Congress Hears about Wayfair’s Effects on Business
The House of Representatives’ Committee on Small Business, Subcommittee on Economic Growth, Tax, and Capital Access, held a hearing last week on “South Dakota v. Wayfair, Inc.: Online Sales Taxes and their Impact on Main Street.”
In 1992, the Supreme Court’s Quill decision stated that a company didn’t have to charge sales tax on their sales in any state where they didn’t have a physical presence. In 2018, the Wayfair decision overturned Quill and allowed states to compel remote sellers to charge sales tax. Since then, most states have started making remote sellers comply with their sales tax regulations. A few court cases have been decided, some states have made changes in their rules, and a lot of problems have come up.
It’s a good time for Congress to look at the decision.
Small business owners share their experiences
Small business owners were among those testifying at the hearing. The head of a family-owned furniture business testified that her company has spent “well over 1,500 hours on this thus far, with a total cost of over $75,000.”
She pointed out that the thresholds for a company’s compliance is not the same from one state to another. The threshold amounts are different. Some are based on taxable revenue and someone gross revenue, including transactions that don’t involve sales tax. Sometimes tax collection requirements begin when the threshold is reached, but sometimes reaching the threshold sales means sales tax compliance is required for the full year — that is, retroactively.
For her company — and we find that this is true for most companies — the only solution was to register and file for all the states in which they might ever have to collect sales tax.
She also pointed out that many states have sales tax at the city or county level, too. She figures her company has to deal with 10,000 tax jurisdictions. For example, her company has to file a 2,046-page form for Colorado, plus 97 additional forms for individual jurisdictions in Colorado.
“Please understand,” she said, “my company is not opposed to collecting and remitting sales taxes. We have done this with Illinois customers for over 30 years. Our struggle, however, is with the chaotic manner in which overwhelmingly complex requirements have been mandated, as well as the expense in time, money, and energy these mandates have imposed on us.”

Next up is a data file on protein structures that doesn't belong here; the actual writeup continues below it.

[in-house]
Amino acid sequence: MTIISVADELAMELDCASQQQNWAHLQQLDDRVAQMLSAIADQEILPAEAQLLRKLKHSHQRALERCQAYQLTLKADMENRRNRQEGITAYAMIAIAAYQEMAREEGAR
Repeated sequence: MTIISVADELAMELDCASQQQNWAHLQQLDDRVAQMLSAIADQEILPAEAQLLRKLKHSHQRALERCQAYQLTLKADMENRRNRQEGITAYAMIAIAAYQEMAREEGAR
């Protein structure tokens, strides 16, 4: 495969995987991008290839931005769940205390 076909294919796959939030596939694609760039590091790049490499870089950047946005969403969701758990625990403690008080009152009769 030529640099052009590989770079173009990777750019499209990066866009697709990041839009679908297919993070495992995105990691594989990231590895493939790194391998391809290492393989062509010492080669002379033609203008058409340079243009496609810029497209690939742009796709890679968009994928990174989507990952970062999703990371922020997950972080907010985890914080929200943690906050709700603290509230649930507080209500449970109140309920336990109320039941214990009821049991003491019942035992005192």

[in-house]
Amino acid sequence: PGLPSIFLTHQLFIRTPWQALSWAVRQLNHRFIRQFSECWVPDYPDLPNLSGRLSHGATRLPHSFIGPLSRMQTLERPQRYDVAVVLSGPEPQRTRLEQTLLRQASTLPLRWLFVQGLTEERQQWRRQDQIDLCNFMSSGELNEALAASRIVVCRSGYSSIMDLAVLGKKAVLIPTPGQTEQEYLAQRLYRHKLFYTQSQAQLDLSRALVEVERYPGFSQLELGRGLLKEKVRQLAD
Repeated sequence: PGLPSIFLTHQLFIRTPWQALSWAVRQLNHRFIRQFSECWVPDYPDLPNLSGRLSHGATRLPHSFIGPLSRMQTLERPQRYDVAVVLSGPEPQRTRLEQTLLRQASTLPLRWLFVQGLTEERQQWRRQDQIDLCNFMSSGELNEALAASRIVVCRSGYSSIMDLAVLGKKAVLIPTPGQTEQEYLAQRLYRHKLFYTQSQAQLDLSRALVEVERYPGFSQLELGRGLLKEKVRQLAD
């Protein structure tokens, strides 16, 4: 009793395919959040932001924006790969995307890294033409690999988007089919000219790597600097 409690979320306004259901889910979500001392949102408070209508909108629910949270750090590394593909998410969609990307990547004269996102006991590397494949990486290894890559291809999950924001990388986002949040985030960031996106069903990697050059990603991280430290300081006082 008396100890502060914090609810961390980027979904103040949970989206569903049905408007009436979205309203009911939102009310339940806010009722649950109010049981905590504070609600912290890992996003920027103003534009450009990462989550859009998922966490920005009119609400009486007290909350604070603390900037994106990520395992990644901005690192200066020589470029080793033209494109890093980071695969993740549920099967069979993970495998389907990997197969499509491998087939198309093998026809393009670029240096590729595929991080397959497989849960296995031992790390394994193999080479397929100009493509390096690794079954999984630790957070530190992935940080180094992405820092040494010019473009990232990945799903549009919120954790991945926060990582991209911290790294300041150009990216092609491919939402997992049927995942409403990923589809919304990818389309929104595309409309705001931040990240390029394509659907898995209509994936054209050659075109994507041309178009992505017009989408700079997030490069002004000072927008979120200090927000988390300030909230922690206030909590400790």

Another company had spent $183,500 and 3,800 labor hours to collect just $79,423 in sales tax across 32 states. They had decided not to sell to customers in Colorado at all because of the complexity of the laws there, but still spent more than twice as much on sales tax compliance then they remitted to the states. “We sell mostly wholesale,” the owner explained, “so we face a disproportionate new burden for compliance in order to collect a very small amount of sales tax revenue for states.”
This company had a nightmarish experience in their first year of filing sales tax. They had errors or problems with their filing in 36 states. In many cases, they owed less than $100, but some states placed a lien on their property, and most were unable to tell them where the error had occurred or what they should do.
“We estimate that going forward, multistate sales tax and exemption certificate compliance will cost our small business approximately $76,3307 per year in fees and labor. That equals more than 50% of our annual business net income.”
Sales tax filing software
While the Supreme Court, in their opinions on Wayfair, airily assumed that software would solve all the complexities of filing sales tax in multiple states, the companies testifying in the congressional hearing didn’t have that experience. While they were told that they would have free, subsidized software provided by the states, none of them qualified for subsidies. They found that their options were limited, and most of the choices given on state websites were just plain too expensive for them to use.
All of them found that they had to put in many hours to figure out their responsibilities and how to use the software. A witness from the American Institute of Certified Public Accountants recommended standardized tax laws across the country.
While we wait for that to happen, you should call us to discuss our sales tax reporting software and sales tax advisory services. We can free you of the time investment at a completely affordable cost. Call us now and let us impress you.
The Wayfair decision Four years ago, the Supreme Court's decision in South Dakota vs. Wayfair changed everything about sales tax compliance for businesses with revenue from multiple states. Instead of being responsible only for transactions in states...
The new nexus Before the Supreme Court's decision in South Dakota vs. Wayfair, remote sellers only had to collect sales tax when they had a physical presence in a jurisdiction. A store, a warehouse full of your products, affiliate sellers -- these...
a The Barter Life It used to be that businesses only had to collect and file sales taxes if they had a physical presence in a state: an office, a store, a warehouse, or a factory, for example. A small business using e-commerce to sell in other states or...